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RV Camping in Alaska’s Denali National Park

Originally Published in MotorHome Magazine

Denali National Park was established in 1980 when the Mount McKinley National Park — established first in 1917 to protect Dall sheep — and Denali National Monument were combined into one park.

Denali  is best known for its wide variety of wildlife and the 20,320′ tall Mount McKinley, named after President McKinley. This name is only used by those outside of Alaska; locals refer to it simply as Denali. The park’s remote location and beautiful scenery make it an excellent Alaska camping destination.

Denali National Park has only one road in and out, called Denali Park Road. It is 92 miles long, but only the first 15 miles are paved. The paved portion ends at Savage River. Shuttle and tour bus rides spanning the rest of the road are  available in the summer season. The shuttles create an excellent opportunity to see the wildlife and scenery offered by Denali National park. The buses and shuttles sit higher than the average car, making it easier to see over the brush along the road. Also, the road is windy, unpaved and travels along cliffs and through mountain passes. With a professional driver, travelers can sit back, relax and soak in the beauty of the park.

The entrance fee for the park is $10 per person or $20 per vehicle and is good for seven days. Those making an attempt at Mount McKinley or Mount Foraker, however, must pay a special use fee of $200 per person. Bus and shuttle fees range between $24 and $155.

The most popular time to visit is during the summer season, which is late May through early September. The weather, however, is very unpredictable year round, sometimes even snowing in August. One can expect rain, sun, clouds and wind all on the same day.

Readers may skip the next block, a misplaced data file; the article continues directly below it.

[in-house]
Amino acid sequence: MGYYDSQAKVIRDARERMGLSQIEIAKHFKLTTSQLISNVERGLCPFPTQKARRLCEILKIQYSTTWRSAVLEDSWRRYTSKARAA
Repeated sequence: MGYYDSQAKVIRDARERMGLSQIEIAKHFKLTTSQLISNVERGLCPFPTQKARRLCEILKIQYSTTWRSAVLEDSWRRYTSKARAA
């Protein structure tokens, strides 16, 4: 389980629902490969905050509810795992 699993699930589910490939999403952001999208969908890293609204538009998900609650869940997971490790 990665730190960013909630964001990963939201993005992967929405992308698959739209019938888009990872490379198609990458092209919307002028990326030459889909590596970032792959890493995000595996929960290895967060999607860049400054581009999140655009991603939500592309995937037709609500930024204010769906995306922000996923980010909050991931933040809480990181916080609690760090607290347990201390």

The rainiest months tend to be June through August, although there have been instances of bone dry summers. Denali National Park always keeps campers on their toes. Winter begins in late October and stretches into March. The temperature can get as low as -40 degrees Fahrenheit, with the higher end barely reaching the high 20s. Specialized winter gear is needed for winter Alaska camping and visits, and is best left to the more extreme campers. Spring is a short season, April through early May, with temperatures ranging between freezing and the 40s and 50s. Fall season, in September, is similar.

Denali National Park offers plenty do do year round. With Mt. McKinley being the highest peak on the continent, many mountaineers come to test their climbing and survival skills. For those that don’t climb, there is still plenty to do. During the summer season, there is hiking, camping, wildlife viewing, fishing, hunting in the Denali National Preserve, and of course, shuttle and bus rides past Savage Lake. For the hardier winter campers, there is cross country skiing, snowmobiling, dog mushing, snowshoeing, and winter wildlife viewing. Savage River offers hikes both on and off trails, chances to see Mt McKinley, and wildlife viewing.

To find a campsite that fits your needs, see more Alaska Campgrounds.

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